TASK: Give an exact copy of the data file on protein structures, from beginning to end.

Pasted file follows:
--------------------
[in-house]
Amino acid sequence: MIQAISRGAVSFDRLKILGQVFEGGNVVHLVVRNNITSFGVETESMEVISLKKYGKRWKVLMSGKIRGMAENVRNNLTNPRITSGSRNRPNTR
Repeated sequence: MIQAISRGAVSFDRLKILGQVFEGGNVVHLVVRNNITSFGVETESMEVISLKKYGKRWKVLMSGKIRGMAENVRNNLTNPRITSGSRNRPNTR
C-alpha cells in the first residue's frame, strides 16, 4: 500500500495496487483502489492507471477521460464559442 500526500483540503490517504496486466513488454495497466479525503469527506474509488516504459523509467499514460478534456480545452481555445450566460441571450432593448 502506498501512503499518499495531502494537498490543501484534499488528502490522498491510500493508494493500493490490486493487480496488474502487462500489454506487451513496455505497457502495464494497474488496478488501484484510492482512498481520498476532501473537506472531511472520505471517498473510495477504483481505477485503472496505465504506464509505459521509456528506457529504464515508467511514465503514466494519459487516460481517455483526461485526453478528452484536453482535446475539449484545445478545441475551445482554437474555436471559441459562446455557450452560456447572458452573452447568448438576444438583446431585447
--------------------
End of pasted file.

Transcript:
[in-house]
Amino acid sequence: MIQAISRGAVSFDRLKILGQVFEGGNVVHLVVRNNITSFGVETESMEVISLKKYGKRWKVLMSGKIRGMAENVRNNLTNPRITSGSRNRPNTR
Repeated sequence: MIQAISRGAVSFDRLKILGQVFEGGNVVHLVVRNNITSFGVETESMEVISLKKYGKRWKVLMSGKIRGMAENVRNNLTNPRITSGSRNRPNTR
C-alpha cells in the first residue's frame, strides 16, 4: 500500500495496487483502489492507471477521460464559442 500526500483540503490517504496486466513488454495497466479525503469527506474509488516504459523509467499514460478534456480545452481555445450566460441571450432593448 502506498501512503499518499495531502494537498490543501484534499488528502490522498491510500493508494493500493490490486493487480496488474502487462500489454506487451513496455505497457502495464494497474488496478488501484484510492482512498481520498476532501473537506472531511472520505471517498473510495477504483481505477485503472496505465504506464509505459521509456528506457529504464515508467511514465503514466494519459487516460481517455483526461485526453478528452484536453482535446475539449484545445478545441475551445482554437474555436471559441459562446455557450452560456447572458452573452447568448438576444438583446431585447